We’re still new to Czech. We’re still new to this town. Some might call us so new that we’re “green.” You know the phrase, “He’s a little green.” It means you’re a novice or a newbie. Tonight we felt a little “green” walking around our little town. Now, we were the only family walking around the “farm festival” with a John Deere wagon. I guess we’re a little John Deere green.
At the suggestion of our friend Rachael, we went for a little walk from our place over to where the path along the river on the Poland-Czech border. She texted us a few photos of a little festival that’s going on right now, complete with tractors, live animals (cows, rabbits, chickens, sheep, etc.), dancing, food, and a man playing some bagpipes that looked like they were made out of a goat.
Our plan was simple: take the kids on a long walk which would eventually tire them out and secure a good night’s sleep, and bring along their wagon to pick up a pumpkin from a local farmer. Both were a success, but what we didn’t realize was how much we would stick out. I guess not everyone has a green John Deere wagon in Czech. As we walked along the path looking at all the fun things, all I could understand as people passed and stared at us was “something something something something John Deere something something something.” At one point a little Czech boy was staring at the wagon until he finally kicked the tire. I guess he’s in the market for one?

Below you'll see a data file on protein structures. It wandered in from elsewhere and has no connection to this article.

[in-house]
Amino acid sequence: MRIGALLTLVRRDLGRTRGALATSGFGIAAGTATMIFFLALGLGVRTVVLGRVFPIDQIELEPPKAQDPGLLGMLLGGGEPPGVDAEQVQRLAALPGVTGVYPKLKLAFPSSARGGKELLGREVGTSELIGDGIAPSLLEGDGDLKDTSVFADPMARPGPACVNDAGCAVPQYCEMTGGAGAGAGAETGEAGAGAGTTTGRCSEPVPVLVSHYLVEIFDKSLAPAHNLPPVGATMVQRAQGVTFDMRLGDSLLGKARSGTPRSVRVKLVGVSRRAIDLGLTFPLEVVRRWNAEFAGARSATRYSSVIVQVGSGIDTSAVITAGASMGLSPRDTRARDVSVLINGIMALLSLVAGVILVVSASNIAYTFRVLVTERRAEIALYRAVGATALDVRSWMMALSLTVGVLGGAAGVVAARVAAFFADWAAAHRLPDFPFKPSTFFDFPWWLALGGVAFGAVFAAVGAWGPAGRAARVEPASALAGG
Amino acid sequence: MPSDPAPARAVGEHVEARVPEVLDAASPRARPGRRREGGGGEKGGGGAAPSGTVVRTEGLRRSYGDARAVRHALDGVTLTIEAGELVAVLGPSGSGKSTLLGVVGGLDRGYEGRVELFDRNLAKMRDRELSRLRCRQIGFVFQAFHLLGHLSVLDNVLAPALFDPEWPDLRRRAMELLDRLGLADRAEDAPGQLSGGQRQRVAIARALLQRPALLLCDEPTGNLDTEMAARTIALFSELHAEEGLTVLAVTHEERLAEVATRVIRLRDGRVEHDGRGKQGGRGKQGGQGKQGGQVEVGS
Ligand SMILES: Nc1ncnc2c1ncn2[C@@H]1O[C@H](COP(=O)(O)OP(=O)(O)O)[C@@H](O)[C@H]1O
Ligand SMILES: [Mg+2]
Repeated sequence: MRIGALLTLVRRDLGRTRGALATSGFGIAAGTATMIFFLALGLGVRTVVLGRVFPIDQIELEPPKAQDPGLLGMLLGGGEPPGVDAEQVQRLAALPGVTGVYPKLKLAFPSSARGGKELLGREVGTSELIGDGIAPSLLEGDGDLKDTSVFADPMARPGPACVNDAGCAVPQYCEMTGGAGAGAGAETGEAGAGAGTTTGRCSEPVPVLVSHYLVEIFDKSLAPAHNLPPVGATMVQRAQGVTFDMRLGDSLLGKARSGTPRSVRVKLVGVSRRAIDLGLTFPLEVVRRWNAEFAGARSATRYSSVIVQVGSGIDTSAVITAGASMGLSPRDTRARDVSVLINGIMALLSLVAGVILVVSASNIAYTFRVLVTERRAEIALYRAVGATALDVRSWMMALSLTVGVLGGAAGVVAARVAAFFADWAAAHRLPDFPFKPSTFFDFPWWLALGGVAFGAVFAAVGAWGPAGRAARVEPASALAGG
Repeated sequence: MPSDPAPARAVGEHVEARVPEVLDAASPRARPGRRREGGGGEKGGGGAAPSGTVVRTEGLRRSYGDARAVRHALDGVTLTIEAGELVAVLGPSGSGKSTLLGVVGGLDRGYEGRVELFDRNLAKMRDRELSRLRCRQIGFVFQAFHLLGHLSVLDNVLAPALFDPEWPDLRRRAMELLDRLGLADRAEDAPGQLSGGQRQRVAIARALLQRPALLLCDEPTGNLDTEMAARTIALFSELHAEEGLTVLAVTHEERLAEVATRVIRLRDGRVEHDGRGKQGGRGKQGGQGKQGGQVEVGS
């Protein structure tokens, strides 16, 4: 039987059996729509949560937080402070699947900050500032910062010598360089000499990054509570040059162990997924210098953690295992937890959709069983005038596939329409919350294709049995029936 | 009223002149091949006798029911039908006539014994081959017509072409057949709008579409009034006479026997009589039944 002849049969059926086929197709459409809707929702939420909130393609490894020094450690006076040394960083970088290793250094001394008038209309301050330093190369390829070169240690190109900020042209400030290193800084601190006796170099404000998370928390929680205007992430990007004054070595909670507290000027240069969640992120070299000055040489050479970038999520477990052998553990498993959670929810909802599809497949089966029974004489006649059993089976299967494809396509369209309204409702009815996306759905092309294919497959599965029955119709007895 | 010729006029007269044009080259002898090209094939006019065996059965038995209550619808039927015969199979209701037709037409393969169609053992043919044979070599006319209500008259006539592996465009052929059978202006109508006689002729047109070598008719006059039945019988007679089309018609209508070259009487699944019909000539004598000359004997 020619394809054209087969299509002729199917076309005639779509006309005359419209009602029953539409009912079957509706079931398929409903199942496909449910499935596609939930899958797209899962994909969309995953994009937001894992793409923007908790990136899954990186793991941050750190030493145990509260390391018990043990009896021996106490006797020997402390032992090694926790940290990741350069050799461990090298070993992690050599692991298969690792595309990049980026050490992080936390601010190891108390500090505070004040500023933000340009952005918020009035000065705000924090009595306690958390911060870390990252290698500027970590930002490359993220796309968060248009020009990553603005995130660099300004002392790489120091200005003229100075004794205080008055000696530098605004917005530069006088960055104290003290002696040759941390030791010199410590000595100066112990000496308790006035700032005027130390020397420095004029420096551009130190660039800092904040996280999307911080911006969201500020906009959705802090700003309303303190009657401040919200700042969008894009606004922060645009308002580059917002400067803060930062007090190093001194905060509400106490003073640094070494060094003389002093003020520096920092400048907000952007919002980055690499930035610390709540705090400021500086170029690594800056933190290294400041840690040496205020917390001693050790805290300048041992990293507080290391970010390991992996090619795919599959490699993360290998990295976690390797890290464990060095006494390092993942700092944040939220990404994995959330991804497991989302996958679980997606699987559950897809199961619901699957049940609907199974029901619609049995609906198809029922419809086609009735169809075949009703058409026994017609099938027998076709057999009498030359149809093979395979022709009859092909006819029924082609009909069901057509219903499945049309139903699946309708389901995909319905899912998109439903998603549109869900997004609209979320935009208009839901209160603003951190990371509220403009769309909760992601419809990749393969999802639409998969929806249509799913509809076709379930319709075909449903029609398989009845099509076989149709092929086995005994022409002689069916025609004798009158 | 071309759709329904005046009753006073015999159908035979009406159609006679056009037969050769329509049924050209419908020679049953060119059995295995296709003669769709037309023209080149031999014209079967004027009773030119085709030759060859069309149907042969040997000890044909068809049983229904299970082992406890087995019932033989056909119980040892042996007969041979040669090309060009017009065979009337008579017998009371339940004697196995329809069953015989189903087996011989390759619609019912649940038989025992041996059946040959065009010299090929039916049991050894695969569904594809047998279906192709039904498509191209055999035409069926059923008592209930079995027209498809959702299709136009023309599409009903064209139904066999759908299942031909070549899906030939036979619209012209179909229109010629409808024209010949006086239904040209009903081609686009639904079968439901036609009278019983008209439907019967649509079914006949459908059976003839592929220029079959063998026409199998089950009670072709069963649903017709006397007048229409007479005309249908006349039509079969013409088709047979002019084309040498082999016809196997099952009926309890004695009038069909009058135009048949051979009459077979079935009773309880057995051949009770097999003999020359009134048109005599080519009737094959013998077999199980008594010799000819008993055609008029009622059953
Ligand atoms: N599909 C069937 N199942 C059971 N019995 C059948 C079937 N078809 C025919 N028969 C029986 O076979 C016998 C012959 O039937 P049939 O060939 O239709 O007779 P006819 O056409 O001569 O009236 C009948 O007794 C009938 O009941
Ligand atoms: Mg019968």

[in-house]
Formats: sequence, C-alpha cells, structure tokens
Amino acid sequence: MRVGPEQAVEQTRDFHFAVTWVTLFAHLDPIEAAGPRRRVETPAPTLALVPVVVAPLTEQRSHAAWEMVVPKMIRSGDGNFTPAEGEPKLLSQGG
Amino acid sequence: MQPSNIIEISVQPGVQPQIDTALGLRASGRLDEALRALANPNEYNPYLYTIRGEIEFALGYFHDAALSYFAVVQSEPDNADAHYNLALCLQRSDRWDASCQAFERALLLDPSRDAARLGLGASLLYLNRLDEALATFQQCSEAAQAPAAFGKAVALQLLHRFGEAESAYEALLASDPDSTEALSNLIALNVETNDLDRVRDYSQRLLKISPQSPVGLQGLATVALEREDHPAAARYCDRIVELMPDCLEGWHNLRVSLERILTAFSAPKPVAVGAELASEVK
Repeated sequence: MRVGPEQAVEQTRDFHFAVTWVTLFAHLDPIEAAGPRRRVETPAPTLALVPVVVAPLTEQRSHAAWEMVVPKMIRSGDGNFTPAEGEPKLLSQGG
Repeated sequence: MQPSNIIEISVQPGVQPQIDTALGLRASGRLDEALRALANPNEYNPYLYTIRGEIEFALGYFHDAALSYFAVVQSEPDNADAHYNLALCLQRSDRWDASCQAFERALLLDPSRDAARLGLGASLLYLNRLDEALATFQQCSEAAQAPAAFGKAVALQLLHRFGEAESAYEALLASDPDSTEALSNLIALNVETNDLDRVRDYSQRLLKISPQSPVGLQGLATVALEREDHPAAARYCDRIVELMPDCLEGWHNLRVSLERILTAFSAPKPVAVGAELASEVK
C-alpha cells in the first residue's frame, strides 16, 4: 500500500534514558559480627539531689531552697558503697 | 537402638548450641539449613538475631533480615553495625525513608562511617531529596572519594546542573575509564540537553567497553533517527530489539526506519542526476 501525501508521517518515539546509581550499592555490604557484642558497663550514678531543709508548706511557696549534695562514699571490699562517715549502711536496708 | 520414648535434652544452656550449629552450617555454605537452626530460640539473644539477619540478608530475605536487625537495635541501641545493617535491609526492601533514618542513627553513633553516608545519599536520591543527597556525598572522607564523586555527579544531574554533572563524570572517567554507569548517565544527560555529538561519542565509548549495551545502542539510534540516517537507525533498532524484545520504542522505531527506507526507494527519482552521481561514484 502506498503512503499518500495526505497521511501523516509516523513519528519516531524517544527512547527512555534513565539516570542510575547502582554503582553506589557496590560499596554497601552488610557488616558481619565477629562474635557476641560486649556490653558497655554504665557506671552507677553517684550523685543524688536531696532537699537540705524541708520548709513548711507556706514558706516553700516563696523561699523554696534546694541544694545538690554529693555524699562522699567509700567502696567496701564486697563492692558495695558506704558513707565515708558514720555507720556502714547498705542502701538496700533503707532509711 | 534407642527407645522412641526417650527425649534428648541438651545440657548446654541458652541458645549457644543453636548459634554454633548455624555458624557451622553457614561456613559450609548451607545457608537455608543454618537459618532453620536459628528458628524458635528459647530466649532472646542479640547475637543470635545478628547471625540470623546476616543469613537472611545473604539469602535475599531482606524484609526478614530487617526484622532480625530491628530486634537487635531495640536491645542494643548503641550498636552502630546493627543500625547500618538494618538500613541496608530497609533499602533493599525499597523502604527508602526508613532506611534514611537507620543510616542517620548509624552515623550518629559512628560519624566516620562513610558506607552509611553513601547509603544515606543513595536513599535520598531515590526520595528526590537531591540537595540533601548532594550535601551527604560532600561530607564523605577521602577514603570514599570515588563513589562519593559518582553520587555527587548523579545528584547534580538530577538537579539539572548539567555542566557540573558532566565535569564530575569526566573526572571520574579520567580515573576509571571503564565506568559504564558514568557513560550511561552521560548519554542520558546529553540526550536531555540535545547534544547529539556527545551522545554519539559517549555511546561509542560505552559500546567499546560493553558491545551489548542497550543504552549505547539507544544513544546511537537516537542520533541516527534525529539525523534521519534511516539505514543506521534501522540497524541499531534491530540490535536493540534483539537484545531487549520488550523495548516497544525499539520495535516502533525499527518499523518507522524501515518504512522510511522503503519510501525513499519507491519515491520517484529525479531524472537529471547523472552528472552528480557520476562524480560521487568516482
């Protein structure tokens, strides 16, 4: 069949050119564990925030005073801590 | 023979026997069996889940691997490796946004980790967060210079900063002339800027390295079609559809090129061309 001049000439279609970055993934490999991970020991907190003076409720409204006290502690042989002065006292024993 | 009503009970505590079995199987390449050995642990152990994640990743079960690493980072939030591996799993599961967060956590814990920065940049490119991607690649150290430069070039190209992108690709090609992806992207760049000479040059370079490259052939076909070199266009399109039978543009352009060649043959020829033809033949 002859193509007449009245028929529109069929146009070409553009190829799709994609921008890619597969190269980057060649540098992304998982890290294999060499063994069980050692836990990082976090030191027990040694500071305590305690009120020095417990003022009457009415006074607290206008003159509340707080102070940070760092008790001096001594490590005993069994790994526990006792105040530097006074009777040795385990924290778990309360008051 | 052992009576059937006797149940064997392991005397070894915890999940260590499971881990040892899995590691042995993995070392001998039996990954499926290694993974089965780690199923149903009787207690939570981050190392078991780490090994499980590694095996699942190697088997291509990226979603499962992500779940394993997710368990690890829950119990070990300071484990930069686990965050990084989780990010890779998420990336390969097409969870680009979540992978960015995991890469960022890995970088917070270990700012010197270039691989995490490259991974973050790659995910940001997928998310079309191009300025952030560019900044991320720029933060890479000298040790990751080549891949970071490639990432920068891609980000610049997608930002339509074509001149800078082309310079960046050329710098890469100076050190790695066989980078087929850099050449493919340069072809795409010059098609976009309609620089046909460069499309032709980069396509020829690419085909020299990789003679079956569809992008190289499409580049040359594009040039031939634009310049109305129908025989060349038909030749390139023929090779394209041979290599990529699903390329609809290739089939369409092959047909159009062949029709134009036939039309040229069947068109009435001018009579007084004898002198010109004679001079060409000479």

It probably didn’t help that we took this photo below, but I really don’t think you get this kind of opportunity often.
While purchasing the pumpkin we picked out, we were having trouble communicating with the store owner and a nice Czech lady standing there said in English, “Do you need help?” “Yes, thank you,” we told her. She helped us buy our pumpkin and leaned over to Bethany and said, “That’s quite a carriage you’ve got there.” She was talking about the wagon.
After we finished buying and loading our pumpkin I turned around to where a lady was selling what looked like some amazing Czech pastries. I was eyeing what looked like jelly filled doughnuts with powdered sugar on top. When my cravings finally gave in to my flesh, I said kindly to the lady in the best Czech I could muster, “Sorry, I don’t speak Czech,” but motioned that I wanted two of those white covered goodies. She told me, “I speak a little English,” but promptly continued speaking a lot in Czech and continued packing my little bag with a lot more that 2 doughnuts.
As she would pick up each pastry and put it in she was telling me stuff in Czech. Finally, when the bag was full (as well as my brain), she handed it to me and I said, “How much?” She just smiled at me and said something nice and patted my arm as if to say, “For you… no cost.” I said to her, “No! I will pay” and she just kept smiling. She insisted on giving me the whole bag at no charge! I told her she was so nice and we said goodbye, and she sent me on my way with my bag o’ goodies. And goodies they were! The doughnuts were filled with apricot and the fruit pastries were otherworldly. When I showed the kids the bag they started jumping up and down and we got this photo of Avery holding the bag and Titus dancing a happy dance.
Here’s Avery stuffing her face. Each pastry was different than the next and we ate all but two before we left.
We had a great time and the kids thought it was really fun. The rain started coming down as were eating so we started making our way back home. It was actually a pretty good walk and thankfully the rain didn’t really start coming down hard until we got closer to home (we actually had forgotten our umbrella). Our pumpkin made it home safely and even though the wagon brought on some stares I think it was worth it. Here’s a few more photos of our little outing.